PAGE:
You may have watched the YouTube footage featuring Elisa Lam, also known by her Cantonese name, Lam Ho Yi, a young woman who is caught on an elevator surveillance camera acting bizarrely in a Los Angeles hotel.
The footage has millions of views since it was first posted in 2013. 21-year old Lam, a Canadian resident, went missing on January 31st of that year. Her disappearance had been widely reported and worldwide interest increased five days before her body was found. Los Angeles police then released the video footage of the last time Lam had been seen on February 14th.
In the footage, Lam is seen entering, exiting, and re-entering the elevator at the Cecil Hotel in downtown L.A. and exhibiting strange behavior. Built in 1927, the hotel was once a great place to lay your head but, as time passed, became home to the transient population, and unsettling events that defied explanation.
The hotel had become home to Richard Ramirez, better known as “The Night Stalker.” He lived there from 1984 to 1985, during which he was actively murdering. Ramirez was a self-professed Satanist and was convicted of killing thirteen people in 1989.
Another serial killer, Jack Unterweger, also stayed at The Cecil and murdered three women while living there. An Austrian native, Unterweger had already murdered several prostitutes in his home country before traveling to the U.S. By the time police caught on, he was on the run. He was eventually arrested in Miami and sent back to Austria, where he hanged himself in his prison cell.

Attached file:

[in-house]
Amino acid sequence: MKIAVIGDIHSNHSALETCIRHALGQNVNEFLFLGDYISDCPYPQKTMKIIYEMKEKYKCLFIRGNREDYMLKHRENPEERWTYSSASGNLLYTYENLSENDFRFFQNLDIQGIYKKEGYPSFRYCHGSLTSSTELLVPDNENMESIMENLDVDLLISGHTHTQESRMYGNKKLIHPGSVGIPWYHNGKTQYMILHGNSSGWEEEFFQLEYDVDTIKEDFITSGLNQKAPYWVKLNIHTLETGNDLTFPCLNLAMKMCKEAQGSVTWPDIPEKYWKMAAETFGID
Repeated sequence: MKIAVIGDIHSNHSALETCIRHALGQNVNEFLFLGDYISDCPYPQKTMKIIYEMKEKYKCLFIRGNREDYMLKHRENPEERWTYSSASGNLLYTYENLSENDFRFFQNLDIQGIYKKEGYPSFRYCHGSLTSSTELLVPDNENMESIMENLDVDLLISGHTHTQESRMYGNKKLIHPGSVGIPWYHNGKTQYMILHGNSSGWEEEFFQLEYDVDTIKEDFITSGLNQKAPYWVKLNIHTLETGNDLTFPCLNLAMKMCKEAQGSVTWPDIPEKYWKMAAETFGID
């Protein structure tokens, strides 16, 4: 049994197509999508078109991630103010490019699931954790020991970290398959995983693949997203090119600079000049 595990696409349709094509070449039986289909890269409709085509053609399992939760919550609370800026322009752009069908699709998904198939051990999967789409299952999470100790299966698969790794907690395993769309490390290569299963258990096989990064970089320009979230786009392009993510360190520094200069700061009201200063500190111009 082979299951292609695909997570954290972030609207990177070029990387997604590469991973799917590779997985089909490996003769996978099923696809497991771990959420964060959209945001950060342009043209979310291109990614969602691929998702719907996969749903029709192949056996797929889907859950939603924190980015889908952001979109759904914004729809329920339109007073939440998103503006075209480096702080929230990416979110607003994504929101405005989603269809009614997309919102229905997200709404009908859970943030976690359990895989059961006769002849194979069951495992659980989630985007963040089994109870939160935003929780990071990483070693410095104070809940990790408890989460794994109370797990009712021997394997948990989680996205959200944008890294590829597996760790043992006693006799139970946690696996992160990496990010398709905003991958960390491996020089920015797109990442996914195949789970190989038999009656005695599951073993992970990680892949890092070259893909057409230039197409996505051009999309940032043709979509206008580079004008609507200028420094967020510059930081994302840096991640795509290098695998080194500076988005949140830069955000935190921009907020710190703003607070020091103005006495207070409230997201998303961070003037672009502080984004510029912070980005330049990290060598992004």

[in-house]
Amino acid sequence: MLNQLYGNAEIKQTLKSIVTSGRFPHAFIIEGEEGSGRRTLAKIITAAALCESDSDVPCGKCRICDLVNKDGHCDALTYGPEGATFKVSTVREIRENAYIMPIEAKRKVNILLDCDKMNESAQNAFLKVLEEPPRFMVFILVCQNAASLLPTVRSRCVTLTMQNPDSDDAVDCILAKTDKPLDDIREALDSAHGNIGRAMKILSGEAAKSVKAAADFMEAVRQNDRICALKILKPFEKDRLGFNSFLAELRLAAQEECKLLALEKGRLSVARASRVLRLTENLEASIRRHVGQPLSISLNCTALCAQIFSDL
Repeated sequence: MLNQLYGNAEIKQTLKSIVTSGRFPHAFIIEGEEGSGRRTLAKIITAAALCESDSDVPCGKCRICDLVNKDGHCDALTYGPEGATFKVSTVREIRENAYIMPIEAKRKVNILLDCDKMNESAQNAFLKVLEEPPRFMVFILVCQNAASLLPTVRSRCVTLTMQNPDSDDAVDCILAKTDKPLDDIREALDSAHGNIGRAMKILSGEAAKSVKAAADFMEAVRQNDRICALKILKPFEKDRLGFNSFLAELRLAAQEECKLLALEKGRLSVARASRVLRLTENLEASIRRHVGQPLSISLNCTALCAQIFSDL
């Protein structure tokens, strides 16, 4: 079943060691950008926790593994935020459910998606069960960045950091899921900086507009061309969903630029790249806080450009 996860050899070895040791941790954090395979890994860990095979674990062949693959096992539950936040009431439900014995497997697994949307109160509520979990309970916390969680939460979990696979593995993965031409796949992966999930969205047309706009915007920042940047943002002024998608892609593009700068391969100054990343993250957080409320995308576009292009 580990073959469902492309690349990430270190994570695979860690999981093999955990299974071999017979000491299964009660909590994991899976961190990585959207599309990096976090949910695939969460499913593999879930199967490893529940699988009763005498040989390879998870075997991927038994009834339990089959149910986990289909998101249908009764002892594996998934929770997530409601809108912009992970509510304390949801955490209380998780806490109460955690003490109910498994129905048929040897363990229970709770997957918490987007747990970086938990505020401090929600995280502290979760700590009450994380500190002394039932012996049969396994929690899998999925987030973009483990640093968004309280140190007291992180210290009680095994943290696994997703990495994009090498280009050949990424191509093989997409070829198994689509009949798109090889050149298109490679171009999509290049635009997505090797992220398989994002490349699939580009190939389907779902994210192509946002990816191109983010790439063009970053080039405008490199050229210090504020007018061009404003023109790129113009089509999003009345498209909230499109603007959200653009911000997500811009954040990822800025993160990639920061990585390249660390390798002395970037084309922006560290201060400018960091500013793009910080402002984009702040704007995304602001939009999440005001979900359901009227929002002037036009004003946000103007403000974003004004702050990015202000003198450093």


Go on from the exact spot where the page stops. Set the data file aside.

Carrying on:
In 1964, Goldie Osgood, known as the “Pigeon Lady of Pershing Square,” was raped and murdered in her room, an event that has never been solved.
The Cecil hotel was also, according to local legend, one of the last places Elizabeth Short, better known as The Black Dahlia, was seen alive. It was also rumored that so many people had jumped to their deaths from the hotel’s roof that owners of the adjacent parking lot sued the hotel. One such suicide killed a pedestrian passing in front of the hotel.
A patron of the hotel had also claimed to have photographed a ghost in the hotel’s hallway. Novelist Steve Erickson, when writing about the goings-on of the hotel, once said, “The Cecil will reveal to you whatever it is you’re a fugitive from.”
Since the incident, the hotel was renamed “Stay on Main” in an attempt to avoid negative notoriety.
Elisa Lam was a tourist from the Vancouver suburb of Burnaby and was a student at the University of British Columbia. She had planned a sightseeing trip to California, her death interrupting those plans. She was initially assigned a shared room on the hotel’s fifth floor, but was moved after two days after her roommates complained about what the hotel’s lawyer would later describe as “certain odd behavior.” She had previously been diagnosed with bipolar disorder and clinical depression. Yet they didn’t explain her behavior in the elevator.